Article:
The most extreme form of corsetry happened in the last two decades of the 19th century when the waist was constrained to the point of ill health. Corsets still signify intrigue. They have a sexual connotation since they are women’s undergarments. While at the same time, they render the form impervious to touch. Even in our more androgynous times, the corset creates a uniquely feminine shape. And when worn by men, they are not used to improve the form but rather to make a statement. This exhibition shows the corset meant to enhance or intrigue the viewer either on or off of a body as a work of art in itself.

Free and open to the public, thanks to our sponsors Shelley Berkley and Dr. Larry Lehrner through their support of the Utah Shakespeare Festival.

Texture Thread Clay Banner

Texture, Thread, Clay: Selected Works from the Permanent Collection

July 24th - September 25, 2021

Textures define us. They are everywhere we look: the patterns on a shirt, the stitching in a seam, creases in an earlobe. In the basics of design, texture creates visual interest, an opera for our eye, stimulating our memory to produce a sensory reaction. It reminds us what it is like to touch, feel, our fingertips vicariously experiencing the smooth, rough, or soft surfaces in the painting, or photograph before us; texture allows us to touch, without touching. This exhibition features a variety of media and techniques through a selection of works from the permanent collection that were acquired since 2018.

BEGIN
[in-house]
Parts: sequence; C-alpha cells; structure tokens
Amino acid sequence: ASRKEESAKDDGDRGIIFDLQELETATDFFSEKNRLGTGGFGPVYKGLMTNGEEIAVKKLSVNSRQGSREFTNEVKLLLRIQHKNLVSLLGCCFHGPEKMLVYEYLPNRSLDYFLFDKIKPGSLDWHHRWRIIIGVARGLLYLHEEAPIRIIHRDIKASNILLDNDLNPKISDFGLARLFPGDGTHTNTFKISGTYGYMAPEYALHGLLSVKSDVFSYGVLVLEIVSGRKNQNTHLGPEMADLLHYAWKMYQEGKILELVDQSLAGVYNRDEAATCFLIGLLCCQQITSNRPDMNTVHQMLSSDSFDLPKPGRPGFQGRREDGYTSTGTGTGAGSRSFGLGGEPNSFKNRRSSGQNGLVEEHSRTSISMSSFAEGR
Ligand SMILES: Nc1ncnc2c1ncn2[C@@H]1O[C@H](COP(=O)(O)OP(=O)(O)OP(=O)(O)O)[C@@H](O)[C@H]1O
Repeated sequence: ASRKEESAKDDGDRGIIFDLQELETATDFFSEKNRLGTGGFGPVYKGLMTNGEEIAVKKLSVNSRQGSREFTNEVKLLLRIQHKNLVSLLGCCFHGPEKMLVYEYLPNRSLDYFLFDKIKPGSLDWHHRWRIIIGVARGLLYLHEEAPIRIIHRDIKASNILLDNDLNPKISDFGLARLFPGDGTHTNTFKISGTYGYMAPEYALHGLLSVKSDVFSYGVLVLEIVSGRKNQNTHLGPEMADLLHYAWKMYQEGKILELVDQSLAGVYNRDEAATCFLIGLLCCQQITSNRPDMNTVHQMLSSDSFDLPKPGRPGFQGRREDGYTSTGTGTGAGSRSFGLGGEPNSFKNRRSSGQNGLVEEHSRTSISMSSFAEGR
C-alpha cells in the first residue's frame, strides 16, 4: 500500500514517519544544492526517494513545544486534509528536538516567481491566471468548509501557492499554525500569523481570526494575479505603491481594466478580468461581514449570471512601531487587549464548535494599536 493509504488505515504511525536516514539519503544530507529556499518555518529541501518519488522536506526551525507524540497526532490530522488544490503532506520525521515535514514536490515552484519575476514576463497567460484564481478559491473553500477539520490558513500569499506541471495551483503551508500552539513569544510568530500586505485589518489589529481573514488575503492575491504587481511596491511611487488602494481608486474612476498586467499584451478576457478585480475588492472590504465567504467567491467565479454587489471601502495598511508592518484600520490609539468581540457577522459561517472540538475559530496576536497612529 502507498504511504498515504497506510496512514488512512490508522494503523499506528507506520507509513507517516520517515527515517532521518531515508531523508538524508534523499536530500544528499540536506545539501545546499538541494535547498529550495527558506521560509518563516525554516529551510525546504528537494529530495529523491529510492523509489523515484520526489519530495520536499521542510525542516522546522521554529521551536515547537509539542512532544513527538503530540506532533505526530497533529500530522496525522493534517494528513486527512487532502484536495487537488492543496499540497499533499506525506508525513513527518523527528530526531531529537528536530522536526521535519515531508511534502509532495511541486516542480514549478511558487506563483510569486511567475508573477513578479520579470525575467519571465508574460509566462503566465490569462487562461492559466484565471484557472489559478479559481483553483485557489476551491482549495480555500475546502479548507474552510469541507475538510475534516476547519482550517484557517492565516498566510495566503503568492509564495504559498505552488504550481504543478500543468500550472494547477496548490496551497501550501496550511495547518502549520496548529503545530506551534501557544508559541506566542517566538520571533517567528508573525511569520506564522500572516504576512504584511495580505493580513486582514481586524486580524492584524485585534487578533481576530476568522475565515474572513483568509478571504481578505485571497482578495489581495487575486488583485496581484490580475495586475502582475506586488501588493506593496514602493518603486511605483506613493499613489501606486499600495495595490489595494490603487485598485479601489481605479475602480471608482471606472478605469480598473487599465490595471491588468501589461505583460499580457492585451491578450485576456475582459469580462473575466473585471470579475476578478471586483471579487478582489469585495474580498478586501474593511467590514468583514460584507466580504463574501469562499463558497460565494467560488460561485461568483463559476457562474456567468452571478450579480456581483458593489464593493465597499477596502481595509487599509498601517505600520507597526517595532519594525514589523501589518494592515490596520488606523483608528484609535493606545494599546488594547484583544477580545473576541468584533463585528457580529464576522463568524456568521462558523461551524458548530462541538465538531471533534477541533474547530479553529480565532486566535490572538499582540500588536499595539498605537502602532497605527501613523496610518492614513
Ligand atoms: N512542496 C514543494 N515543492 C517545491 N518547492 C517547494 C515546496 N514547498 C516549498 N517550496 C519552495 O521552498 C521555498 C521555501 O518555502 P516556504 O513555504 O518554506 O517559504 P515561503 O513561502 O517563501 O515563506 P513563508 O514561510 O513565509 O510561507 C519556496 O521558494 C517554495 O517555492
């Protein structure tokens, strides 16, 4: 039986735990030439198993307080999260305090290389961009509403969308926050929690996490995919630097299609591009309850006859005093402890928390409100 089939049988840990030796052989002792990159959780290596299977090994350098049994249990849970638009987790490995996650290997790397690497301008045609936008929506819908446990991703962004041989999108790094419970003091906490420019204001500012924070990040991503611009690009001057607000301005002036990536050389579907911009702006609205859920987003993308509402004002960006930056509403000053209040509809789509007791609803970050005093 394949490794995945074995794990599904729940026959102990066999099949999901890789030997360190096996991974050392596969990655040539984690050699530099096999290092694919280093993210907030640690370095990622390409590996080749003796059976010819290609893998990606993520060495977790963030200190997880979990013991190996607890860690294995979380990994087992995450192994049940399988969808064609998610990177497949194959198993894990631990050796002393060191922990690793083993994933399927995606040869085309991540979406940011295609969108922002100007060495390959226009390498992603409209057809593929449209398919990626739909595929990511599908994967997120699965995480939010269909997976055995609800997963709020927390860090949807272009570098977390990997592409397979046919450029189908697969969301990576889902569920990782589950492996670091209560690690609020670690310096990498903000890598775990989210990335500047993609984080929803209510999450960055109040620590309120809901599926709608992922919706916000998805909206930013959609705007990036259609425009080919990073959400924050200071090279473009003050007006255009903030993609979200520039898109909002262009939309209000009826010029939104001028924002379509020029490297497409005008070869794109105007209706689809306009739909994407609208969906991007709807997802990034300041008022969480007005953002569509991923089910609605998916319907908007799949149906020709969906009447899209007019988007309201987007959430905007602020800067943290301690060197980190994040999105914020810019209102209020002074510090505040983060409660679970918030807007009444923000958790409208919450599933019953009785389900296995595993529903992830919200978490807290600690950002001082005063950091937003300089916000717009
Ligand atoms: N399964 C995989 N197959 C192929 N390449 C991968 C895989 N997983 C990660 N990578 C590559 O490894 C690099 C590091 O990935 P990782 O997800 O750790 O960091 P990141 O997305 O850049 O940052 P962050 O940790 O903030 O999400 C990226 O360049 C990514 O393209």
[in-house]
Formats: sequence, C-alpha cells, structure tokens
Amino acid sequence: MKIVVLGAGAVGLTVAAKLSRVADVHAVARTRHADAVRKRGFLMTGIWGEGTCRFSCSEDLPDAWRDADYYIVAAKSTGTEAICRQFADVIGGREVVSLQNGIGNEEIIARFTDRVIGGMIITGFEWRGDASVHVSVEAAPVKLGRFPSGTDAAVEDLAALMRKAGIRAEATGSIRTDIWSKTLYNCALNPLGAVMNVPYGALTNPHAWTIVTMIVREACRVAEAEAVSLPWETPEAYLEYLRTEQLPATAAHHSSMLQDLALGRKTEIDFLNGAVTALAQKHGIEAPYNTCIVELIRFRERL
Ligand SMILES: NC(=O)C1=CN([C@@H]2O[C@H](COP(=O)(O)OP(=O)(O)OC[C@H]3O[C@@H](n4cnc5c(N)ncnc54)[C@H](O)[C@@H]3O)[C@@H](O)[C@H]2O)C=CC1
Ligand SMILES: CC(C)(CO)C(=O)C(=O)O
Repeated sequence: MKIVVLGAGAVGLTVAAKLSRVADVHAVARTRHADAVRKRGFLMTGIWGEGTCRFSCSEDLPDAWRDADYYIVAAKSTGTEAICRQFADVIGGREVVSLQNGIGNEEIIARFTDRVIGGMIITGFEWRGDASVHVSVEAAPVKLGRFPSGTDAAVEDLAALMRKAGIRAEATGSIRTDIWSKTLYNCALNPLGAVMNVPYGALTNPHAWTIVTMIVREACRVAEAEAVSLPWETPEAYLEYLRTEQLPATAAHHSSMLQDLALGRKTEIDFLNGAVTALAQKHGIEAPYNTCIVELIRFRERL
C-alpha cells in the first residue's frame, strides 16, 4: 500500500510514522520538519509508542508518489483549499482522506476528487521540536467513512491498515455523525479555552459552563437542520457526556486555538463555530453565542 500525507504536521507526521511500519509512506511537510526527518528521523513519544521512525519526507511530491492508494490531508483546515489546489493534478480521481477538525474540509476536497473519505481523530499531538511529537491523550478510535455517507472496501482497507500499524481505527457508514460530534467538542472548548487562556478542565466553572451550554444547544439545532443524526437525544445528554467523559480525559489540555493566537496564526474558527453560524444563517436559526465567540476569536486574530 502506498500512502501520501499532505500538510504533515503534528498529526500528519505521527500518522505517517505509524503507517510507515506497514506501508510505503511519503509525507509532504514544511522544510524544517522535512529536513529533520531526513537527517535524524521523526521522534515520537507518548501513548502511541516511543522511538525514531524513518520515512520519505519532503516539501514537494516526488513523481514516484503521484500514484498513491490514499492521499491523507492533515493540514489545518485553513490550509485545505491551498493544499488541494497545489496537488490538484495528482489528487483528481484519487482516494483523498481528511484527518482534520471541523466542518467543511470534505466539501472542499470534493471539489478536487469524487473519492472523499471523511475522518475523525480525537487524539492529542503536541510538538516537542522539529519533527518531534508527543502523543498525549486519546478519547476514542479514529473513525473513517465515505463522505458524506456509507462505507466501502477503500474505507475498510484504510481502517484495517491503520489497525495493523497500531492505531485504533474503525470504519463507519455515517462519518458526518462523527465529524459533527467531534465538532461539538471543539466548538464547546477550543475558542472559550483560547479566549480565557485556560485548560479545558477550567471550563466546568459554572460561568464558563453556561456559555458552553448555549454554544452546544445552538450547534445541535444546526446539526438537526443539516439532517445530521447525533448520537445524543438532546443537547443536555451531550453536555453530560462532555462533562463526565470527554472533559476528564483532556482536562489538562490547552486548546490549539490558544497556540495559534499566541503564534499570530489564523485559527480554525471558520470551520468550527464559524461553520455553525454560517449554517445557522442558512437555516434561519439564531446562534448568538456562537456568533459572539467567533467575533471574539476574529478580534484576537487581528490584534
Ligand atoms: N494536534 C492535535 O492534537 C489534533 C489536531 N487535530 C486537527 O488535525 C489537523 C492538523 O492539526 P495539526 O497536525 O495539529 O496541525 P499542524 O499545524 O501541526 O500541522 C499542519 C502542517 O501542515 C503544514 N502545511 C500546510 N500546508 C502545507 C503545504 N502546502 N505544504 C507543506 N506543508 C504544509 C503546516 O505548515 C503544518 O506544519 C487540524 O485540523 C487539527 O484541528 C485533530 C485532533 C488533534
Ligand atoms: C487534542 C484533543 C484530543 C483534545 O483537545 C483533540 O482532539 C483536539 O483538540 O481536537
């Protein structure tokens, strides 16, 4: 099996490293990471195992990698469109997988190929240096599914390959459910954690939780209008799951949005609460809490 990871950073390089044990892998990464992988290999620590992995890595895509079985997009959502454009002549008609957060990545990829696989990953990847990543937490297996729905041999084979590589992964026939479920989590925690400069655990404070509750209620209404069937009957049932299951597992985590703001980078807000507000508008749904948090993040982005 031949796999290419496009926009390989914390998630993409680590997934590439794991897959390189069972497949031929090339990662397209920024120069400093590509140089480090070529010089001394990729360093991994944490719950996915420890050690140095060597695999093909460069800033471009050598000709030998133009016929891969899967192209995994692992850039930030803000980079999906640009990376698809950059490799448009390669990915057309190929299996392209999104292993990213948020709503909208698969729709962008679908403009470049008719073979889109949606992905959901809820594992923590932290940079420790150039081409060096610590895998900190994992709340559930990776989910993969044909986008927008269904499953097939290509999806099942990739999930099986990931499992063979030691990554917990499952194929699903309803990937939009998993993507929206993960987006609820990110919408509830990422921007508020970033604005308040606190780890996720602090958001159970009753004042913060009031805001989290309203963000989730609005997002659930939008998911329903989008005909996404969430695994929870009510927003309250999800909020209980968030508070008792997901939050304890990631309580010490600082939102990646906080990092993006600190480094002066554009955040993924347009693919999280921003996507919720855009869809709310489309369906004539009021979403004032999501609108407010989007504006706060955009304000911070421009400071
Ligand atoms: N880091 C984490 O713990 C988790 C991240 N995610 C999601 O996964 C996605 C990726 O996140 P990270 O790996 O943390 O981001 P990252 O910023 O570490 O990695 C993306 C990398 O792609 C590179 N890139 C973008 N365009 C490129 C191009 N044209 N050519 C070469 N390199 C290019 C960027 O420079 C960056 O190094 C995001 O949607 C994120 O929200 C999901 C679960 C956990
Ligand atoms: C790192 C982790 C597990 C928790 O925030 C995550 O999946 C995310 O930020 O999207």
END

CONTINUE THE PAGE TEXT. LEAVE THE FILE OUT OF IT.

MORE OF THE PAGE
Observations: People and Stories Visualized by Stewart Seidman

May 8 - July 10, 2021

Stewart Seidman grew up in Brooklyn, New York and like most of his friends, he loved sports. When he wasn’t playing baseball or boxing, he was drawing, often creating portraits of his friends’ favorite athletes. This early demonstration of his artistic talent was recognized by his friends and father, who provided Stewart with admiration and encouragement.

Now living in St. George, he offers a unique point of view, observing and painting a variety of subjects and images that capture his interest. Stewart’s paintings are expressive, emotionally charged, imaginative, and full of powerful messages that convey a story to the viewer in a decorative and sometimes amusing manner. The technique is striking and expressive, with energy, emotion, and passion that brings wonder and joy to the viewer.


Michael Lawrence: The Arena of Sensation

May 8 - July 10, 2021

Rocki Alice Gallery

“By making painting and sculpture, I make myself; I am creating me, or my own sense of me. My sense of art is in the arena of sensation” - Michael Lawrence

To Lawrence, the true adventure of painting lies within the heart and mind. Lawrence’s method for creating paintings—like the ones included in this exhibition —is fluid and forgiving; he begins with a basic, dynamic sketch before intuitively selecting bright colors to push about with his paintbrush against the canvas.

Enter the arena of sensation as you explore the life and paintings of Michael Lawrence, through this student-curated exhibition from our permanent collection.

2021 BFA Exhibition Graphic

2021 Senior BFA Exhibition

March 22 - May 1, 2021